Dollshot Has Creepy Fun with Classical Art-Song

This is a Halloween album. New York ensemble Dollshot’s M.O. is to take hundred-year-old classical “art songs,” do a verse or a chorus absolutely straight-up and then matter-of-factly and methodically mangle them – which might explain the “shot” in “Dollshot.” Usually the effect is menacing, sometimes downright macabre, but just as often they’re very funny: this group has a great sense of humor. Pigeonholing them as “punk classical” works in a sense because that’s what they’re doing to the songs, but they also venture into free jazz. And all this works as stunningly well as it does because they’re so good at doing the songs as written before they get all sarcastic. Frontwoman Rosalie Kaplan’s otherworldly beautiful, crystalline high soprano, which she colors with a rapidfire vibrato in places, makes a perfectly deadpan vehicle for this material. Pianist Wes Matthews circles and stabs with a coroner’s precision in the upper registers for a chilly, frequently chilling moonlit ambience. In the band’s most punk moments, tenor saxophonist Noah Kaplan is the ringleader: when he goes off key and starts mocking the melodies, it’s LOL funny. Bassist Giacomo Merega alternates between precise accents and booming atmospherics that rise apprehensively from the depths below.

The three strongest tracks are all originals. The Trees, written by Matthews, sets nonchalantly ominous, quiet vocals over a hypnotic, circular melody with bass and off-kilter prepared piano that hints at a resolution before finally turning into a catchy rock song at the end. “The trees are falling…the trees are choking…the pail is falling…” Surreal, and strange, and also possibly funny – it perfectly capsulizes the appeal of this band. Noah Kaplan’s Fear of Clouds is the most stunningly eerie piece here, ghost girl vocalese over starlit piano and then an agitated crescendo with bass pairing off against quavery saxophone terror – it would make a great horror movie theme. And the closing cut, Postlude, layers sepulchral sax overtones over a damaged yet catchy hook that refuses to die.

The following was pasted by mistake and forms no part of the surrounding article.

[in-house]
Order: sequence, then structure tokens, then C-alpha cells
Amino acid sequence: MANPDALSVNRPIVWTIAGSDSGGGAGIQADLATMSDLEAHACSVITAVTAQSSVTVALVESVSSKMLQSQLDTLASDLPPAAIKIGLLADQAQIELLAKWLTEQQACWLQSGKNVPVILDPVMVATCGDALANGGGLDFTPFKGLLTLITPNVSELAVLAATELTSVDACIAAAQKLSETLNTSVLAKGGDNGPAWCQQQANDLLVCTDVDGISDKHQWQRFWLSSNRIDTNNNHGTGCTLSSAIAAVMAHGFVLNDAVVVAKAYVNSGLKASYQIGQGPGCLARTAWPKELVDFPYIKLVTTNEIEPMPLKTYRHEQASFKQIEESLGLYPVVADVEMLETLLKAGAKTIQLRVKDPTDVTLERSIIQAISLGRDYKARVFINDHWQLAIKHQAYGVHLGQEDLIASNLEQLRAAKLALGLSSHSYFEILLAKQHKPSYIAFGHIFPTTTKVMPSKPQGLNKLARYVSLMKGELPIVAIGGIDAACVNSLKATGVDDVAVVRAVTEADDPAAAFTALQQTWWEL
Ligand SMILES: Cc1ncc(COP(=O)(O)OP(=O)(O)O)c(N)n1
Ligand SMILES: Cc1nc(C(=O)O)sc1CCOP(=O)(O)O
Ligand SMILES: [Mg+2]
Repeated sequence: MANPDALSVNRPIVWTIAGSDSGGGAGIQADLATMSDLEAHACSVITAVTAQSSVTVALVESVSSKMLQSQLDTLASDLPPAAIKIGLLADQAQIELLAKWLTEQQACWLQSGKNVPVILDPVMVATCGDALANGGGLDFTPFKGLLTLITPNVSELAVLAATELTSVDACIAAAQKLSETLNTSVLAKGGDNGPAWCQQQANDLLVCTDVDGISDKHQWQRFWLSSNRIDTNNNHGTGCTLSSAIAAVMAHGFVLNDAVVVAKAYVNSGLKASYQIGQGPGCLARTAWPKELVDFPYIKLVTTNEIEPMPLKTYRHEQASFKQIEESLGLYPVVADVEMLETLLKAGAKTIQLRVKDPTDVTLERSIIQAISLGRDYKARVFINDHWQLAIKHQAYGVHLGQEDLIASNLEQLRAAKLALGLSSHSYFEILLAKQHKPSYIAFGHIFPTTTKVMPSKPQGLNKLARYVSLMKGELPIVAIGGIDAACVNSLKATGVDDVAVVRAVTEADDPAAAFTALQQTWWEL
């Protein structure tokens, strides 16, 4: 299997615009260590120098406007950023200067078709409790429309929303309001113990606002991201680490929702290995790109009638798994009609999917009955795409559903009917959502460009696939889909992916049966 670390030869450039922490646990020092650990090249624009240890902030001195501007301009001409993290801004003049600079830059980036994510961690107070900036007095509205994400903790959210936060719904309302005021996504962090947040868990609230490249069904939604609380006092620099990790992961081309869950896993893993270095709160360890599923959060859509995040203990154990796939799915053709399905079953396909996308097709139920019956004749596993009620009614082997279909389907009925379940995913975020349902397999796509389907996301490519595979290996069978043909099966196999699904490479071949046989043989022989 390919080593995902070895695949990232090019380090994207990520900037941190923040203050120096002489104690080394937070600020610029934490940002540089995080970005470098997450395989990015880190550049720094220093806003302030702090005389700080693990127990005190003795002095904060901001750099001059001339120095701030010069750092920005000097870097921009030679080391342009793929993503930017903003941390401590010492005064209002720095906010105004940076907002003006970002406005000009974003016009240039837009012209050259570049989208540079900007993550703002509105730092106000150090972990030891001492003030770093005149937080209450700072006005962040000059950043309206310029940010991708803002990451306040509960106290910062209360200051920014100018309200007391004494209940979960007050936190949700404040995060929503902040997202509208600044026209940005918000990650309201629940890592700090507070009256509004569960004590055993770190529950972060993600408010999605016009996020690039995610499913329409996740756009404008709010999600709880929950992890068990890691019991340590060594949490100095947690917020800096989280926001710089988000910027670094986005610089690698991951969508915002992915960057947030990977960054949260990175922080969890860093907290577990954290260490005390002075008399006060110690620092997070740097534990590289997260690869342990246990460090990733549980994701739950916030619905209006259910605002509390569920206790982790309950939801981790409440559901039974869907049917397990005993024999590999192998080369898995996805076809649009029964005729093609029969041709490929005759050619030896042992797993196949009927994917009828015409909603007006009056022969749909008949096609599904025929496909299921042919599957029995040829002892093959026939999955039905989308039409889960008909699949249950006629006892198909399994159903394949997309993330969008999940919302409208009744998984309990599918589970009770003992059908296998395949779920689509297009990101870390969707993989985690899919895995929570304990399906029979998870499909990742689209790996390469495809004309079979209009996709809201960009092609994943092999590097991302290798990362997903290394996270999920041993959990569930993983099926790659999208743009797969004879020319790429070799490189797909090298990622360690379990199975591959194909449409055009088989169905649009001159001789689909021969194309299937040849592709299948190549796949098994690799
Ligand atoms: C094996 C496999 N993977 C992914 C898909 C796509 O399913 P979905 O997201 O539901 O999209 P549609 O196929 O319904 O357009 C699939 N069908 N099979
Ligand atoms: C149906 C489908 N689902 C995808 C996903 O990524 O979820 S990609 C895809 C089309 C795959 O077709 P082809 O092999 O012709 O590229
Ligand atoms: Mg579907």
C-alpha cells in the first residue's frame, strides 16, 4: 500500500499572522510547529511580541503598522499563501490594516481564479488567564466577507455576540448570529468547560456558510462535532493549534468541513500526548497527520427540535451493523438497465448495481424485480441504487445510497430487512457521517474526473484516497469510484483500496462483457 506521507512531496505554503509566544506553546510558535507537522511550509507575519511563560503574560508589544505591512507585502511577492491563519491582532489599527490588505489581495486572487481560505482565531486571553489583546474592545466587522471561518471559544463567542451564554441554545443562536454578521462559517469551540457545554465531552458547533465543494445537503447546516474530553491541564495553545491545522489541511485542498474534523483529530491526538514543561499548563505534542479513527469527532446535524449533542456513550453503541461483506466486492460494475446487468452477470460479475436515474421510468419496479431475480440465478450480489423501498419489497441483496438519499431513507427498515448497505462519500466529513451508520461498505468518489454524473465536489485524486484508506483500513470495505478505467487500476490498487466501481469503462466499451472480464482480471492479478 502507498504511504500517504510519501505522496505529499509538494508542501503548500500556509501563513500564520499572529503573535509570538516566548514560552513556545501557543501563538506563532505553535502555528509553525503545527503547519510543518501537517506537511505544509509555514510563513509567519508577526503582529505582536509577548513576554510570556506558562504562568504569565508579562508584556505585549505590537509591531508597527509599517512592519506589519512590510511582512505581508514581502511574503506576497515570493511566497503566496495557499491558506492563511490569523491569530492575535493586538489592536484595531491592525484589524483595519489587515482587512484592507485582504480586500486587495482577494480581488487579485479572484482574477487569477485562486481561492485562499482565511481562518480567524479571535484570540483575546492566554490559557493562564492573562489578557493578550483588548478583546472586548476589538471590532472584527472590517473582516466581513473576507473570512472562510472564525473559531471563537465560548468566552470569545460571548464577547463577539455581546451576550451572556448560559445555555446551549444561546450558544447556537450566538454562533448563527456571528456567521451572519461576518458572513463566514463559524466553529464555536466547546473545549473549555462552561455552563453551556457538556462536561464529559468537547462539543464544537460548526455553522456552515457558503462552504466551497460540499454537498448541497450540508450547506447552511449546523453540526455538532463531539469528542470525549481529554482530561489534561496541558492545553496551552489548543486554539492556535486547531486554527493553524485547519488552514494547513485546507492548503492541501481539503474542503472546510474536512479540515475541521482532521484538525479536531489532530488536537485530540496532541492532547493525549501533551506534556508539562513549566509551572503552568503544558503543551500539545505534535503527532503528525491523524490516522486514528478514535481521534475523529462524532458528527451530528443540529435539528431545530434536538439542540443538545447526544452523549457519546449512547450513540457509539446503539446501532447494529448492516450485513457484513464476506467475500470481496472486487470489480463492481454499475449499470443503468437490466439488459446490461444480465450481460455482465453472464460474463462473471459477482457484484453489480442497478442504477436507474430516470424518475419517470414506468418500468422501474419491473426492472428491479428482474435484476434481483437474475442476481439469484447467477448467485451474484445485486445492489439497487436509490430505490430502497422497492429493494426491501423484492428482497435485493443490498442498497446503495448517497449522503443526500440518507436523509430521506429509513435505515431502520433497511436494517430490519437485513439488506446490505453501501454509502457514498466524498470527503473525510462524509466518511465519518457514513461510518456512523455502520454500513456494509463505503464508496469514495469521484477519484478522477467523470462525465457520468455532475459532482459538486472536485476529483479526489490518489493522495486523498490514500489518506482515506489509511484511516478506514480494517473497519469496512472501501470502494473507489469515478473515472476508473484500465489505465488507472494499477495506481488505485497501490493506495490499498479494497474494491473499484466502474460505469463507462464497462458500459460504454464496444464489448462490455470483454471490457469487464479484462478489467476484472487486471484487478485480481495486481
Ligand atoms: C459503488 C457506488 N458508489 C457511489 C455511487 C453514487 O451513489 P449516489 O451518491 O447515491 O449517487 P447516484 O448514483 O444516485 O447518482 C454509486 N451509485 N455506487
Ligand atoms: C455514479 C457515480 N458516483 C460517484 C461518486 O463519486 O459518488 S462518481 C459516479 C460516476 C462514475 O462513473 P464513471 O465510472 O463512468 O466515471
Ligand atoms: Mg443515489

The covers are more lighthearted. Woozy sax pokes holes in an otherwise dead-serious and absolutely spot-on version of Arnold Schoenberg’s Galathea and his twisted little waltz, Der Genugsame Liebhaber, which by itself already seems something of a parody. Poulenc gets off a little easier: the band adds add murky apprehension to La Reine de Coeur and leaves the gorgeously ominous Lune d’Avril pretty much alone other than adding some sepulchral atmospherics at the end. Bouncing gently on some completely off-center, synthy prepared piano tones, Jimmy Van Heusen’s Here Comes That Rainy Day is reinvented as art-song with a comic wink, yet while bringing the lyrics into sharper focus than most jazz acts do. And a Charles Ives medley of The Cage, Maple Leaves and Evening makes a launching pad for the unexpected power in Rosalie Kaplan’s stratospheric upper registers, as well as Matthews’ mountains-of-the-moon piano and an unexpected minimalist, ambient interlude that only enhances the nocturnal vibe. You’ll see this high on our list of the best albums of 2011 at the end of the year.

March 6, 2011 Posted by | avant garde music, classical music, jazz, Music, music, concert, review, Reviews, rock music | , , , , , , , , , , , , , , , , , , , | Leave a comment